Life Issues Forum
Bruised, but Not Broken
By Deirdre A. McQuade
April 1, 2010
The pro-life movement recently suffered a discouraging setback during efforts to provide life-affirming health care to millions of uninsured Americans. The Catholic bishops and others fought hard for many months to retain conscience rights and the longstanding ban against federal funding of elective abortions. The final health care reform law, passed narrowly against the bishops’ opposition, fails to meet these widely-supported, fundamental moral requirements.
If not changed, the law will, for the first time in over 30 years, subsidize abortions throughout the nine months of pregnancy – for any reason – and force Americans to be complicit in the direct taking of innocent life. Many who conscientiously object to abortion will be forced to pay for others’ abortions through their insurance premiums or taxes.
No amount of good in the new law will ever justify the moral evil of facilitating the destruction of precious human life. Not “precious” in just a poetic, pastel, feel-good sense as in the popular “Precious Moments” figurines, and not “precious” like works of art that command a lot of money, but “precious” in the ultimate sense: being of such inestimable value that it cannot be put on a scale and traded off for other goods – even other goods honoring the dignity of the human person. God creates persons to live eternally and so we cannot and must not be put on a cost-benefit scale. The deliberate destruction of innocent human life at its most defenseless stage is never, under any circumstances, justifiable.
The debate over how best to improve and expand health care services to all should never have hinged on the issue of abortion funding. Abortion is not health care, because killing is not healing. Inclusion of abortion was a huge and ultimately tragic obstacle to authentic reform that would honor all principles of Catholic social teaching.
The bishops repeatedly called for principled reform that puts the needs of the poor and the unborn first. Commenting on the proposed bill, Cardinal Francis George, as president of the bishops’ conference, called abortion funding “too high a price” for much-needed reform. The Catholic faithful and our pro-life friends agreed. Since the debate began, over a million e-mails were sent to Congress through www.usccb.org/action alone. Unfortunately, despite our prayers, countless phone calls, faxes, and letters, our voices were not heeded by those in power.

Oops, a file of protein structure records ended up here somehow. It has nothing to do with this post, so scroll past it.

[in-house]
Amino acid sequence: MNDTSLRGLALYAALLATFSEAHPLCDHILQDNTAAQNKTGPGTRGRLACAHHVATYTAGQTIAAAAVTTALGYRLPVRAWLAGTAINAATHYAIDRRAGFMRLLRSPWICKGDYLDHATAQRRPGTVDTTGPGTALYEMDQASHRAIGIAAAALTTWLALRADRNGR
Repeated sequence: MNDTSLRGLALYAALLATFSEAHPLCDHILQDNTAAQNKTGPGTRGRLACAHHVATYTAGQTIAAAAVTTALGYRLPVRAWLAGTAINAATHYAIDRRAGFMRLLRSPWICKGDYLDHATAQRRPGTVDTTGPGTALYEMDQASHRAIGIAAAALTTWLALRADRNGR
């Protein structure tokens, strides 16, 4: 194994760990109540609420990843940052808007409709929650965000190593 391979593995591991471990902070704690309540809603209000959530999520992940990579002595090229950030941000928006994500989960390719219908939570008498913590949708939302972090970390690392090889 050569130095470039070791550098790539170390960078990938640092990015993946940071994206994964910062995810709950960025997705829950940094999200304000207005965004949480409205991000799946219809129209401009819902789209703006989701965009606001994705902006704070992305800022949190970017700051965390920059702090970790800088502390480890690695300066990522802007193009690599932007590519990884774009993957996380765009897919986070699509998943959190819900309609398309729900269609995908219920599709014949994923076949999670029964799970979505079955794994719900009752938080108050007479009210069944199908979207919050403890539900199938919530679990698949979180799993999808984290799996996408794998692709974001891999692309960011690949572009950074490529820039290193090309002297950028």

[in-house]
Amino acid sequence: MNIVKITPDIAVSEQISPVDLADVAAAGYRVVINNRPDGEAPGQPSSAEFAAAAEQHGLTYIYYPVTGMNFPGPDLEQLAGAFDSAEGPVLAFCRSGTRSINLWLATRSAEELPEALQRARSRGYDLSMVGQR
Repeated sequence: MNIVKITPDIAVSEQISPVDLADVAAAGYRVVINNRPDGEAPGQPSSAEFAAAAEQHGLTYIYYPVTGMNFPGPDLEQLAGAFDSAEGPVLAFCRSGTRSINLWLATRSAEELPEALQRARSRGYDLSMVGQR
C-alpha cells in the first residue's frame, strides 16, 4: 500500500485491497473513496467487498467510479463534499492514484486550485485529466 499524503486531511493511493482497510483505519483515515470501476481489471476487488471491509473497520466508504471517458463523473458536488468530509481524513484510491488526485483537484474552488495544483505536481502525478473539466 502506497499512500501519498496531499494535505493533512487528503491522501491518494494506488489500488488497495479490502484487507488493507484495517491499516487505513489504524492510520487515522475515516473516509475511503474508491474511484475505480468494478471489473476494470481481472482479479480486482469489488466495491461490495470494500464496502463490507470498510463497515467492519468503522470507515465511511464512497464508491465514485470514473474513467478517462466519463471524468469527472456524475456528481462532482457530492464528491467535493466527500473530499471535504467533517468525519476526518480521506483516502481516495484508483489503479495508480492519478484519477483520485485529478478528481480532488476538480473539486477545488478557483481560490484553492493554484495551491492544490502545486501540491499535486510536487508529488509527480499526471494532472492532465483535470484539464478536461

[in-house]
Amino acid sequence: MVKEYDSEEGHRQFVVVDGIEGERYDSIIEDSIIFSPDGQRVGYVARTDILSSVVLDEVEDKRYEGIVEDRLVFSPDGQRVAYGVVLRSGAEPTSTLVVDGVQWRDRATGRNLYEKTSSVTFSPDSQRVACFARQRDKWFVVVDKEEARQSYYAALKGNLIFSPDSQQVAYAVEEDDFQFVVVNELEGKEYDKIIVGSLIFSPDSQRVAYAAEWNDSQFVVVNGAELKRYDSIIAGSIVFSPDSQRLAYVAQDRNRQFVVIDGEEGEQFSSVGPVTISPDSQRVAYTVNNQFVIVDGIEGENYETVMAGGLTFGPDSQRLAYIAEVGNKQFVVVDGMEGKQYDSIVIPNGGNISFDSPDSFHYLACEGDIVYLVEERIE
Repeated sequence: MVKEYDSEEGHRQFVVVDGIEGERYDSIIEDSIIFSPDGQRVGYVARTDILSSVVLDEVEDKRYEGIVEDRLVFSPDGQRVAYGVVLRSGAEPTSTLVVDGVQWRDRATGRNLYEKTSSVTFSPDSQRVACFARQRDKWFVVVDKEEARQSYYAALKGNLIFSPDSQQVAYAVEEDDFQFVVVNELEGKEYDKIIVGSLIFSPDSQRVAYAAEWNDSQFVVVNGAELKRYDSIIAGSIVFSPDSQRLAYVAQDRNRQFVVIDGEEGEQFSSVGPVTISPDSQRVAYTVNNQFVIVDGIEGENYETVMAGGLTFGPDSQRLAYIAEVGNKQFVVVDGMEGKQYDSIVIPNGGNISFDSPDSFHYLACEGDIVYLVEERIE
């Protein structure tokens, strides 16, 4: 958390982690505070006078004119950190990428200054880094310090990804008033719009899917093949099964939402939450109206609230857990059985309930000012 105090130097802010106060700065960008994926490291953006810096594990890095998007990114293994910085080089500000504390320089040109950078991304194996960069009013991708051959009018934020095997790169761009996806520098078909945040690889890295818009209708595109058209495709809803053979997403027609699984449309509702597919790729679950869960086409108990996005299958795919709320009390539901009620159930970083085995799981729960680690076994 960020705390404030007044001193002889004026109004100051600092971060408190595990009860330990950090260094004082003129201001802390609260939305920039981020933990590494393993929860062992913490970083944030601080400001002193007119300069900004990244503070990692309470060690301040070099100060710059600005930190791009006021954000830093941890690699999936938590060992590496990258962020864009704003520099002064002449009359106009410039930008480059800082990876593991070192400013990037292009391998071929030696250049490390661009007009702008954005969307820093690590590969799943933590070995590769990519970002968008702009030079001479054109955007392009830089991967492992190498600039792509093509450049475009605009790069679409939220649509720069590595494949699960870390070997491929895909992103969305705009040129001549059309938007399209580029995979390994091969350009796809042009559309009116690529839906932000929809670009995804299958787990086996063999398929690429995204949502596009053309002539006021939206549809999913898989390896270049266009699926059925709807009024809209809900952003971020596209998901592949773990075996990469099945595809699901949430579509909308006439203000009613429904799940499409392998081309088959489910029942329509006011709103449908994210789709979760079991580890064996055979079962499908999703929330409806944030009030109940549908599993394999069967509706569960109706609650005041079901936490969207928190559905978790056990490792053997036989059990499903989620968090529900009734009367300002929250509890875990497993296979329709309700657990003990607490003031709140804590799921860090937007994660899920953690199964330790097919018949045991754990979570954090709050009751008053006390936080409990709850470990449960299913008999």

What do we do now? As a movement, we are bruised, but not broken. Our hope in the Resurrection is real as we seek the grace to re-group and unite in efforts to protect all human life from conception to natural death. We will work to fix the serious problems in the new health care law. The Hyde Amendment, which bans federal abortion funding through the appropriations process, must be defended. States are also exploring legislation to exclude abortion from new health coverage within their borders.Abortion rates go up when the government funds abortions. So we need to work twice as hard to reduce the number of abortions, help pregnant women feel free to choose life, educate the public on the physical and emotional consequences of abortion, and share God’s mercy with those women and men who have an abortion in their past. Finally, we must recommit ourselves to prayer for our nation, that those in authority will use their power to defend the defenseless: unborn children and all who are vulnerable at any stage of life.
Deirdre A. McQuade is Assistant Director for Policy & Communications at the Secretariat of Pro-Life Activities, U.S. Conference of Catholic Bishops. For more information on the bishops’ pro-life activities, please visit www.usccb.org/prolife.